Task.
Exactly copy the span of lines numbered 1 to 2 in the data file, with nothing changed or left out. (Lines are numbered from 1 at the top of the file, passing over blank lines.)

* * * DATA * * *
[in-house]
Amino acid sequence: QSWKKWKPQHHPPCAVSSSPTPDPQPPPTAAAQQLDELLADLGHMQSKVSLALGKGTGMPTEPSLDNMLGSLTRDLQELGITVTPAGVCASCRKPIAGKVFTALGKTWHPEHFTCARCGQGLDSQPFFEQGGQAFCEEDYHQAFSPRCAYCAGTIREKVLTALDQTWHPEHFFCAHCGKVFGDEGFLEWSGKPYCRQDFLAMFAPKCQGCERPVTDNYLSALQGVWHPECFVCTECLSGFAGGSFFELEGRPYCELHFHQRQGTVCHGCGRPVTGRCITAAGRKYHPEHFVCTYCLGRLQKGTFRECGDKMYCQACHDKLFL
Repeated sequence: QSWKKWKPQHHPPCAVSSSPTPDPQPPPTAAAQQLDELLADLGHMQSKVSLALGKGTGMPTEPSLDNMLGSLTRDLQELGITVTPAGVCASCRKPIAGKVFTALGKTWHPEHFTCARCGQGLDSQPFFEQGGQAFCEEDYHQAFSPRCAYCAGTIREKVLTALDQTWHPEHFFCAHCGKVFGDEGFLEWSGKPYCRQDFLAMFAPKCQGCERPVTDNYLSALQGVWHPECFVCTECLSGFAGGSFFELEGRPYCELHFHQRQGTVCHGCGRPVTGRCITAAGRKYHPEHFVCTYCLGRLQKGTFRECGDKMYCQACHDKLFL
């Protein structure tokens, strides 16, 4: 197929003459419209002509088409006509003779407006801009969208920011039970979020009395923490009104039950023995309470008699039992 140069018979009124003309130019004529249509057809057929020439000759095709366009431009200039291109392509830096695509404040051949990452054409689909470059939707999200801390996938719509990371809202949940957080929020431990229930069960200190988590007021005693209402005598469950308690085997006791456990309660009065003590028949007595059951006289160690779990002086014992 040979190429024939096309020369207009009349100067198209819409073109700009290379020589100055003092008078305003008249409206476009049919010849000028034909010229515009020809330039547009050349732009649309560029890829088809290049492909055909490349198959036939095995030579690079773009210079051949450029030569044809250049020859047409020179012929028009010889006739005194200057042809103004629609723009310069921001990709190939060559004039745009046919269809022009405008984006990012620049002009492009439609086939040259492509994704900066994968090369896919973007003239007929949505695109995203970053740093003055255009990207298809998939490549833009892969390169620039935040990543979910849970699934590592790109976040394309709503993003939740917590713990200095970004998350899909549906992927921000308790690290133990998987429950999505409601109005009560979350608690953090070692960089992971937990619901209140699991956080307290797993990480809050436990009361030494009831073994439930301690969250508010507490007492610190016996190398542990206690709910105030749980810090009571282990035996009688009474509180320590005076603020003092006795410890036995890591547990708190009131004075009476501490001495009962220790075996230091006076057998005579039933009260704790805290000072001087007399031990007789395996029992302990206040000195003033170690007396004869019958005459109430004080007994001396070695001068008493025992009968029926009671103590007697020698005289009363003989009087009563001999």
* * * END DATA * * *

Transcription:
[in-house]
Amino acid sequence: QSWKKWKPQHHPPCAVSSSPTPDPQPPPTAAAQQLDELLADLGHMQSKVSLALGKGTGMPTEPSLDNMLGSLTRDLQELGITVTPAGVCASCRKPIAGKVFTALGKTWHPEHFTCARCGQGLDSQPFFEQGGQAFCEEDYHQAFSPRCAYCAGTIREKVLTALDQTWHPEHFFCAHCGKVFGDEGFLEWSGKPYCRQDFLAMFAPKCQGCERPVTDNYLSALQGVWHPECFVCTECLSGFAGGSFFELEGRPYCELHFHQRQGTVCHGCGRPVTGRCITAAGRKYHPEHFVCTYCLGRLQKGTFRECGDKMYCQACHDKLFL